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The waiting for results of Sprint Nextel's (NYSE: S ) first quarter with the iPhone was finally over this week. The good news: Forty percent of the 1.8 million iPhone subscribers were new to Sprint. Bad news: Because of the subsidies it had to eat on each of those iPhones, Sprint's operating margin decreased with each phone sold. At least AT&T and Verizon were affected the same way.
Sprint ended up with a quarterly loss of $1.3 billion, bringing its total red ink for the year to $2.9 billion.
Sprint also announced this week it is finally going to get rid of the iDEN push-to-talk millstone of a network it acquired when it took over Nextel in its ill-advised merger back in 2004. Sprint CEO Dan Hesse told CNET, "It's a big cost drain on the company to run two networks." Giving credit where credit is due, Hesse does not deserve the infamy of authoring that deal; former CEO Gary Forsee had that honor.
Verizon and Coinstar's Redbox DVD rental division have formed a partnership to provide video streaming services over the Internet. The venture will be split 65/35, with Verizon owning the lion's share. This venture will be competing with Netflix's (Nasdaq: NFLX ) video streaming business, as well as Amazon.com's and others. We'll have to wait for more details on this.
More RIM woes
AppleInsider reported that an internal Halliburton memo circulated among its employees says the company will be "transitioning from the BlackBerry (RIM) platform that we currently use to smartphone technology via the iPhone." A spokeswoman for the large energy services company told AppleInsider that "Approximately 4,500 Halliburton employees currently have BlackBerrys. We are making this transition in order to better support our mobile applications initiatives."
This news comes at a time when Research In Motion (Nasdaq: RIMM ) is trying mightily to encourage app development for the BlackBerry. Hoping to entice more app developers to come on over to the BlackBerry world, a RIM executive told a developers' conference in Amsterdam that BlackBerry apps create 40% more revenue for their creators than do Android apps.
LightSquared's hopes darken
The Deputy Secretary for the U.S. Department of Transportation, John D. Porcari, was in front of the House Committee on Transportation and Infrastructure this week asking for standards to be introduced that would remove the possibility of wireless interference with GPS devices. Specifically in regard to LightSquared's proposed satellite/ground station 4G LTE network, Porcari told the committee that some of the LightSquared systems emissions were so powerful that they effectively blocked GPS signals, causing "overload interference."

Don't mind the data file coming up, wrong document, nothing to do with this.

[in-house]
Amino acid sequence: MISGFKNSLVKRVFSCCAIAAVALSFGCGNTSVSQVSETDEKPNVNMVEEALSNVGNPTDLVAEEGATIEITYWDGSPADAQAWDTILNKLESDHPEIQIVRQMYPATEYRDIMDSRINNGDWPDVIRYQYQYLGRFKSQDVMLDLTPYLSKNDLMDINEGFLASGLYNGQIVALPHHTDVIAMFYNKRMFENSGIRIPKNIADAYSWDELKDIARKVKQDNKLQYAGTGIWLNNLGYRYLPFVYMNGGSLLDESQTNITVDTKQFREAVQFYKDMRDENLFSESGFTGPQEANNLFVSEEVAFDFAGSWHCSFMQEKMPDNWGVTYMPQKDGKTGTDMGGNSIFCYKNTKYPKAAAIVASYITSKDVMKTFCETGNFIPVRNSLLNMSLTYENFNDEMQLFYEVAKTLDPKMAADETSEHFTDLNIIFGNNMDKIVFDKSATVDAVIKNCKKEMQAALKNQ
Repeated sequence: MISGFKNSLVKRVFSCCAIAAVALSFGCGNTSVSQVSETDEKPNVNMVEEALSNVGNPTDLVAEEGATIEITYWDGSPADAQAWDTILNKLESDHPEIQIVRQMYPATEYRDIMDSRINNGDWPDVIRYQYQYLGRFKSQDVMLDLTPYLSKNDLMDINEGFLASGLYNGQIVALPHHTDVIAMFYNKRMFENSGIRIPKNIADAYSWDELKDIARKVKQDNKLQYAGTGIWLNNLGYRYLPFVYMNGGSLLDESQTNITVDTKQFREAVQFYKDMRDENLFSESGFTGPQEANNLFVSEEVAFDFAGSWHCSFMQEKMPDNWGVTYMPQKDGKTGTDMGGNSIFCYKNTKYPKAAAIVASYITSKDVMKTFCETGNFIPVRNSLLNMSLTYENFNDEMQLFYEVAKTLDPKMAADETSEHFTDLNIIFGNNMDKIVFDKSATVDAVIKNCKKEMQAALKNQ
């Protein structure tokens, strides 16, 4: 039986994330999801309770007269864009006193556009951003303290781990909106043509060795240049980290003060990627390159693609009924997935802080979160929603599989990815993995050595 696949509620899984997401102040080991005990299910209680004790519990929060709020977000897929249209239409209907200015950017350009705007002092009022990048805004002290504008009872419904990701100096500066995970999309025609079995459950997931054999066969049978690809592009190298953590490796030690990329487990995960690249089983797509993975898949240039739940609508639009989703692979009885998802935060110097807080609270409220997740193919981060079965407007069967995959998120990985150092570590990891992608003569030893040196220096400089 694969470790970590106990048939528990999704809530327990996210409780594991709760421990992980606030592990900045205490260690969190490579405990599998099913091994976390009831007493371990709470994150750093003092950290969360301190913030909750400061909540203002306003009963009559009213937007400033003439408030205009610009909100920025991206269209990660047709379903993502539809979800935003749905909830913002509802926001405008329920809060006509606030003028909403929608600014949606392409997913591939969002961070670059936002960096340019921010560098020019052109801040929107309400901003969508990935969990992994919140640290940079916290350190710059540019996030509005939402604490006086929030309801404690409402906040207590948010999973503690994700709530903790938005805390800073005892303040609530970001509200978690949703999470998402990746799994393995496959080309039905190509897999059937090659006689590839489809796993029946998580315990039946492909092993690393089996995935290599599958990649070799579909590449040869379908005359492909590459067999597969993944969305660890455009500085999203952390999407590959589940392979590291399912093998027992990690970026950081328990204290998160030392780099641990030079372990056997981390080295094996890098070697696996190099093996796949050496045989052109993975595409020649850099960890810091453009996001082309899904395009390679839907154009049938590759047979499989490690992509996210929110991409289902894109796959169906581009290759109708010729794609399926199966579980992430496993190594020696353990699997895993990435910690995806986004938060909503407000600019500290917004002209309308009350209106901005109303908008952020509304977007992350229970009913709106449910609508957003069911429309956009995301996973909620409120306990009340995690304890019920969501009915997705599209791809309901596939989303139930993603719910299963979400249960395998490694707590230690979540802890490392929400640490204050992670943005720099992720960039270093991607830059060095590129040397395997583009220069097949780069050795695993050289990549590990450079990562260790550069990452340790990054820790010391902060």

The upshot is that the cellular network LightSquared proposes cannot be made compatible with GPS, Porcari told the House Aviation Subcommittee.
LightSquared, though, has a solution. It has asked the Federal Communications Commission to put the onus of removing wireless interference on the GPS manufacturers. The company says GPS receivers should be regulated to make sure they are not affected by stray emissions. That may be a tough sell.
Like a you-know-what
Virgin Media, the U.K. cable company, has produced an annual profit for the very first time, earning $120 million in 2011. This came on a 3% increase in annual revenues. Virgin Media is the first non-U.S. company to get an exclusive licensing deal with TiVo (Nasdaq: TIVO ) to use its on-demand content.
Another first timer
Alcatel-Lucent (NYSE: ALU ) also managed a profit for the first time since Alcatel merged with Lucent six years ago. The long road to profitability was filled with potholes produced by the worldwide economic malaise and tight competition from Chinese equipment manufacturers such as ZTE and Huawei. European rivals Nokia Siemens Networks and Ericsson have taken their hits, with NSN announcing plans to lay off 25% of its workers and Ericsson having reported a drop in quarterly profits as U.S. carriers have gotten a bit tighter with a buck.
Last but not least
What would a Foolish Week of Telecom be without some spectrum news? Executives from Sprint, T-Mobile, and LEAP Wireless wrote to influential members of Congress this week that it should not take away from the FCC the authority to oversee spectrum auctions.
"Stripping the FCC of its auction design discretion would disserve the public interest by permitting unchecked participation by the two largest, best-funded wireless carriers in future spectrum auctions," the carriers wrote.
Of course, the two largest carriers referred to are AT&T and Verizon. AT&T, through a statement from its senior VP of external and legislative affairs, Jim Cicconi, said the small carriers want the regulatory agency "to stack the deck in [their] favor ... These companies should be prepared to compete in a fair and open auction, and should stop seeking a rigged spectrum auction."
And so it goes...
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